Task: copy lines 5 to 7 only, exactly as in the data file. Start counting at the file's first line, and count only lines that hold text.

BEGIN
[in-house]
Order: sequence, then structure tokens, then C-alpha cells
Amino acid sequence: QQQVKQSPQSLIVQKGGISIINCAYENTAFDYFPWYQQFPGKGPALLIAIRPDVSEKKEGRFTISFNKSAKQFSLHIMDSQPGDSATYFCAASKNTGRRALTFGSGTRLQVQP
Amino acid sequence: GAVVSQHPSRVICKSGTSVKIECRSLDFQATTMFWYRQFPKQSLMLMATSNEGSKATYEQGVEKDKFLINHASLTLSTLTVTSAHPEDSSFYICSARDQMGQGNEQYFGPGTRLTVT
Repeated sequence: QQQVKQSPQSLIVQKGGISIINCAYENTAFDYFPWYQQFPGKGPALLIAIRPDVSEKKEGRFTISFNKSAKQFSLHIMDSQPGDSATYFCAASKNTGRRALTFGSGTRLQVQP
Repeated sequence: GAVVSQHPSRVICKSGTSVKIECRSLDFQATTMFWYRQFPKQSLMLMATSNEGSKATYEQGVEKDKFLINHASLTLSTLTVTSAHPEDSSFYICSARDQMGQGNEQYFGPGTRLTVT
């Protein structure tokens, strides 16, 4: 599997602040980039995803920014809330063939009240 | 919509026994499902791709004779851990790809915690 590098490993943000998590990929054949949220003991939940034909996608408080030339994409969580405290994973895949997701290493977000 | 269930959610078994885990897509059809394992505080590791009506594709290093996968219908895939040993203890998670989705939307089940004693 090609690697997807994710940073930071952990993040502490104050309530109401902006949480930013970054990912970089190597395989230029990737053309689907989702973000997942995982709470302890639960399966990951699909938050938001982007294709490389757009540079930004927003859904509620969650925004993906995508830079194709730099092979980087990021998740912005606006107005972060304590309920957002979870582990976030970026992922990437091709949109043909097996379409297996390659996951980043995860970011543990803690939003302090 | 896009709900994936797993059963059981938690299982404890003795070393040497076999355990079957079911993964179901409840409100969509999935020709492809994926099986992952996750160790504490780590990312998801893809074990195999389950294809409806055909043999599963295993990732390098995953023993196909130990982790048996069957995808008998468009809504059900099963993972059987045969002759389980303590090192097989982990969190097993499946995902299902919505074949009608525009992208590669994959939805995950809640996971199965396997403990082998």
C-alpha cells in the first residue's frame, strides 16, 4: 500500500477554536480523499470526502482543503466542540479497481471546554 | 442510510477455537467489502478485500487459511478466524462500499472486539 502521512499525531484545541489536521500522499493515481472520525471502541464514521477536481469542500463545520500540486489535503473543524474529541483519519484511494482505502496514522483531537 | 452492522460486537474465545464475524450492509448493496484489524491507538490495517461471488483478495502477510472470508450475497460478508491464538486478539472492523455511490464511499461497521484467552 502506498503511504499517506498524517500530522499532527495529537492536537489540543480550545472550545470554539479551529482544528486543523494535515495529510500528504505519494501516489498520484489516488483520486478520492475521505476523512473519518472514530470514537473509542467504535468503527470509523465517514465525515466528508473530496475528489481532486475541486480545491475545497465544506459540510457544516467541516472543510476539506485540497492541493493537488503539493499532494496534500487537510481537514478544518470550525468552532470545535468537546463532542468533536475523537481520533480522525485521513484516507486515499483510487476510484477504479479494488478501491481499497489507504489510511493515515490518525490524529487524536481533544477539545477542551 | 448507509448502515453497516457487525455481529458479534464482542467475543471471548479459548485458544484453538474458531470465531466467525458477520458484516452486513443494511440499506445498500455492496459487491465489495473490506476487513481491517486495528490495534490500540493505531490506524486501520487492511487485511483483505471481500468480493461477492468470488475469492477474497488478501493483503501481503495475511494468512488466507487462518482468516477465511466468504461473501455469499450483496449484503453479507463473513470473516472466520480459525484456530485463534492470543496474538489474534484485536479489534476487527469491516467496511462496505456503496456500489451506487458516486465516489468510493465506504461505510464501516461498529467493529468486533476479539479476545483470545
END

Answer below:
Repeated sequence: QQQVKQSPQSLIVQKGGISIINCAYENTAFDYFPWYQQFPGKGPALLIAIRPDVSEKKEGRFTISFNKSAKQFSLHIMDSQPGDSATYFCAASKNTGRRALTFGSGTRLQVQP
Repeated sequence: GAVVSQHPSRVICKSGTSVKIECRSLDFQATTMFWYRQFPKQSLMLMATSNEGSKATYEQGVEKDKFLINHASLTLSTLTVTSAHPEDSSFYICSARDQMGQGNEQYFGPGTRLTVT
């Protein structure tokens, strides 16, 4: 599997602040980039995803920014809330063939009240 | 919509026994499902791709004779851990790809915690 590098490993943000998590990929054949949220003991939940034909996608408080030339994409969580405290994973895949997701290493977000 | 269930959610078994885990897509059809394992505080590791009506594709290093996968219908895939040993203890998670989705939307089940004693 090609690697997807994710940073930071952990993040502490104050309530109401902006949480930013970054990912970089190597395989230029990737053309689907989702973000997942995982709470302890639960399966990951699909938050938001982007294709490389757009540079930004927003859904509620969650925004993906995508830079194709730099092979980087990021998740912005606006107005972060304590309920957002979870582990976030970026992922990437091709949109043909097996379409297996390659996951980043995860970011543990803690939003302090 | 896009709900994936797993059963059981938690299982404890003795070393040497076999355990079957079911993964179901409840409100969509999935020709492809994926099986992952996750160790504490780590990312998801893809074990195999389950294809409806055909043999599963295993990732390098995953023993196909130990982790048996069957995808008998468009809504059900099963993972059987045969002759389980303590090192097989982990969190097993499946995902299902919505074949009608525009992208590669994959939805995950809640996971199965396997403990082998």